David Sprinks is an author and an expert at building communities, with companies such as Udemy and Google using his teachings and frameworks.
In his book, “The Business of Belonging” he explores the idea that companies can improve their bottom line by creating a sense of belonging among employees, customers, and communities.
Whilst this sounds like a ‘fluffy’ topic, I can assure you that the book is extremely practical and I am positive that you will take something away from it that you can apply to your business.
You only have to look at CrossFit to realise the power of community and belonging. The fanaticism of its followers has led it to become the most dominant fitness trend of all time and for some to even compare it to a cult. Although I think that may be a harsh assessment!
Much of the success of CrossFit is down to the strong focus on community, tapping in to a primal need for human social engagement.
I’ve put together a few of the key takeaways from David Sprinks’ book in the hope that it encourages you to read it yourself and apply some of its principles to your business:
Sprinks argues that a sense of belonging is a powerful motivator that can drive employee engagement, customer loyalty, and overall business success.
As this global study shows, a sense of belonging emerged as the strongest driver of employee engagement – ahead of typical drivers like trust in leadership and ability for career growth.
A sense of belonging not only meets your employees’ basic needs, it inspires their work and drives better business results, giving you a better return on your investment.
The author emphasises that belonging must be purposeful and meaningful to have a real impact on the bottom line. This means that companies must go beyond simply creating a fun office culture and instead focus on creating a sense of purpose and connection among employees and customers.
Sprinks stresses the importance of leadership in creating a sense of belonging. He argues that leaders must set the tone and lead by example, demonstrating their commitment to belonging and creating an environment that supports it.
Cultivating a sense of belonging will help your team be inspired, productive and engaged. And that leads to greater results.
The author notes that embracing diversity is crucial for creating a sense of belonging. Companies must strive to create an inclusive workplace culture that celebrates differences and recognises the unique perspectives and experiences of all employees.
Diversity is often viewed purely in the context of ethnicity or other demographics, but it is much more than that. By employing people with differing skillsets, backgrounds and thought processes, you reduce the chance of creating an ‘echo chamber’ in your business and bring new ideas to the table. Your business can improve its problem solving abilities, creativity and effectiveness.
Sprinks argues that companies can build a sense of belonging by creating a sense of community. This can be done by encouraging employees to participate in team building activities, hosting events, and fostering open communication and collaboration.
This concept is nothing new, and in fact, if you were to ask most people what they thought of first when you asked them about community at work, it would probably be some sort of team building activity. These are definitely things to keep in the toolbox, but are actually just a small part of what it takes to build a successful, cohesive team that has achieved a sense of belonging.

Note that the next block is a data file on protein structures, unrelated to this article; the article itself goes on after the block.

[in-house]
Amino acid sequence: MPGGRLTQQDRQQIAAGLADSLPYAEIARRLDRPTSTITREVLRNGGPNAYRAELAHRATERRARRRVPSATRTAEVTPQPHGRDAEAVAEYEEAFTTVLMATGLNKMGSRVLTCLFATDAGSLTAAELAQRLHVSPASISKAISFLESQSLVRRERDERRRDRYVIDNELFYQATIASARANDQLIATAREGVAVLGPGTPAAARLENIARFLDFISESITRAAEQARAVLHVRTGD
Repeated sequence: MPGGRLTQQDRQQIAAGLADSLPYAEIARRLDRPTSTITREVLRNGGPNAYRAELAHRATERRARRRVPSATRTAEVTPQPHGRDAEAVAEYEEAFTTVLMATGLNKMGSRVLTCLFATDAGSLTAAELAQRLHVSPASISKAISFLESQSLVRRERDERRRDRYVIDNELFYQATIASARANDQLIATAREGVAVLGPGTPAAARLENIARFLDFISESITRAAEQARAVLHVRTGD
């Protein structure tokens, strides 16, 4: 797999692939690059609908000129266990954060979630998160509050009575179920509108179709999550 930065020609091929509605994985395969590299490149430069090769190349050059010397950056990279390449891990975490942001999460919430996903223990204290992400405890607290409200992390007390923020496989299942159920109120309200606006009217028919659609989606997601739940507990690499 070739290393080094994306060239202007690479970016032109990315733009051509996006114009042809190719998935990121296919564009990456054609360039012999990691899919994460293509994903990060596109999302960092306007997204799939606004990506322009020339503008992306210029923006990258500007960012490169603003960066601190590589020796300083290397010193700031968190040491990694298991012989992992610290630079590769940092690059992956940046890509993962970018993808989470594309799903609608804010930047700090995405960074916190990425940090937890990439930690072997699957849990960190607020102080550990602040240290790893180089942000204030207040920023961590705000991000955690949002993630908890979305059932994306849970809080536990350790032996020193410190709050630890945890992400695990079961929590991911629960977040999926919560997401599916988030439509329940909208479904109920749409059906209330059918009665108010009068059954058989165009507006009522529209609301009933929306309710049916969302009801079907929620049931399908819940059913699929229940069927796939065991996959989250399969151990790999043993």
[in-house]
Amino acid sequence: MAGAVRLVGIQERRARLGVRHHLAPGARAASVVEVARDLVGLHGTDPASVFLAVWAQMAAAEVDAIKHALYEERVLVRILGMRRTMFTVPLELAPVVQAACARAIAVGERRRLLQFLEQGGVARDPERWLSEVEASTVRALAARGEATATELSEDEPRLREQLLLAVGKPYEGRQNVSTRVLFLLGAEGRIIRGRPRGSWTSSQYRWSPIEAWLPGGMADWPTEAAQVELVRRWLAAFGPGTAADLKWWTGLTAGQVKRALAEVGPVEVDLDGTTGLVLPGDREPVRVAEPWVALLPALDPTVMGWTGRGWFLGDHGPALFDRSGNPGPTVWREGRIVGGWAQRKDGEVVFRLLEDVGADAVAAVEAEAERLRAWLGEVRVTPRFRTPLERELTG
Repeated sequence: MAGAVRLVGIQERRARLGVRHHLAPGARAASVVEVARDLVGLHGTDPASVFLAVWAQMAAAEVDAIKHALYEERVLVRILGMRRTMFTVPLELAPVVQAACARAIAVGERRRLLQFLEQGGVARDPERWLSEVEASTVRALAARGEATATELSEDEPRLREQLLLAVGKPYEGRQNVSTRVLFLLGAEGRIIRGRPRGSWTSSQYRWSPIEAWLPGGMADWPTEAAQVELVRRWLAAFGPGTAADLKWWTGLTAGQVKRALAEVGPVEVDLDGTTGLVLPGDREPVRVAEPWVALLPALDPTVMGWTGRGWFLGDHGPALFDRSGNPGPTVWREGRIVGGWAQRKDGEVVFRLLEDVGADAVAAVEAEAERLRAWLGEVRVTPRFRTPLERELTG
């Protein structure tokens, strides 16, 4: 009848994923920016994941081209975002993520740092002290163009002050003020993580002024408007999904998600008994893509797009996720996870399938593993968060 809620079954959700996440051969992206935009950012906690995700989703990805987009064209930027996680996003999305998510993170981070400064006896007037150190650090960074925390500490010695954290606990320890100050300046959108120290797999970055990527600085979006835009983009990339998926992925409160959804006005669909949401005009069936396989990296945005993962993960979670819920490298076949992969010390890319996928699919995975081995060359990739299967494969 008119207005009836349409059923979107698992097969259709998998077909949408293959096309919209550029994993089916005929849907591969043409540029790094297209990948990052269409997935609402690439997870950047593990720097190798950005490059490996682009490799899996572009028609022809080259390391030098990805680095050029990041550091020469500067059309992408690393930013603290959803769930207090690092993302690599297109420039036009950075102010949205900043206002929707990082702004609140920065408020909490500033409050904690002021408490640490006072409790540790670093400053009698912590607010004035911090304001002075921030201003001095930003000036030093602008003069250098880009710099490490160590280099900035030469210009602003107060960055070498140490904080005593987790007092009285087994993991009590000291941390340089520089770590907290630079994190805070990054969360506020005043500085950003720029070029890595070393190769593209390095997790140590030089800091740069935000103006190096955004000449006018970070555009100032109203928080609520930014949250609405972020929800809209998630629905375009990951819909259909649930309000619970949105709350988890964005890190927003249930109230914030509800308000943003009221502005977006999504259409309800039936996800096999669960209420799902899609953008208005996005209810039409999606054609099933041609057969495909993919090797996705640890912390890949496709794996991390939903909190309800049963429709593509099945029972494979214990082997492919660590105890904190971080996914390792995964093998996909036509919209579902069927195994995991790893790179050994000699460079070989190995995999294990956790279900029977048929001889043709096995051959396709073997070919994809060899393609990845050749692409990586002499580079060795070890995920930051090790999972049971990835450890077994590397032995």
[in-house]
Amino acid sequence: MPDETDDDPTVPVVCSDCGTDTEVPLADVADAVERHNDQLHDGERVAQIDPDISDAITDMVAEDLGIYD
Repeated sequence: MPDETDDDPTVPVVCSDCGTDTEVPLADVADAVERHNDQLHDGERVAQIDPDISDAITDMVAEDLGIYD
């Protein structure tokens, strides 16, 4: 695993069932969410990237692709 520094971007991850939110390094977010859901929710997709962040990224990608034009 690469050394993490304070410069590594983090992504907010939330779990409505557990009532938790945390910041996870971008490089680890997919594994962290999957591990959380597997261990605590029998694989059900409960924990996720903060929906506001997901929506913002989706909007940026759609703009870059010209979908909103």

The Impact on Business Success
Sprinks concludes that companies that prioritise belonging are more likely to see improvements in employee satisfaction, customer loyalty, and overall business success. He argues that by focusing on creating a sense of belonging, companies can differentiate themselves from the competition and achieve long-term success.
Companies can spend thousands of pounds (or even a lot more!) on team building. Often this is to attract the best talent, incentivise their team or, from a rather cynical view on my part…win a ‘Top 100’ award. The fact is, it takes more than events and a company manual to build community, but when you manage to achieve this in your business, it can have a massive positive effect on key business metrics.
Employees that feel part of the ‘tribe’ will be more dedicated, less likely to do the types of things you don’t want them to do (miss work without good reason, steal, treat customers badly etc.) and more productive when they are at work. Customers that feel part of your community will spend more money with you and will be less likely to seek out alternative providers.
In a post-pandemic age of remote working, zoom calls and digital customer journeys, I think it is incredibly important to consider how you can foster a sense of belonging and community within your team and customers, it may just provide you with a competitive advantage and tangible business success.
Overall, “The Business of Belonging” presents a compelling case for the importance of belonging in the modern business world. By creating a sense of purpose and community, companies can improve employee engagement, drive customer loyalty, and achieve long-term success.
I highly recommend checking out the book if you’re looking for something new to read, and want to sink your time into something that can have real-world application to your business.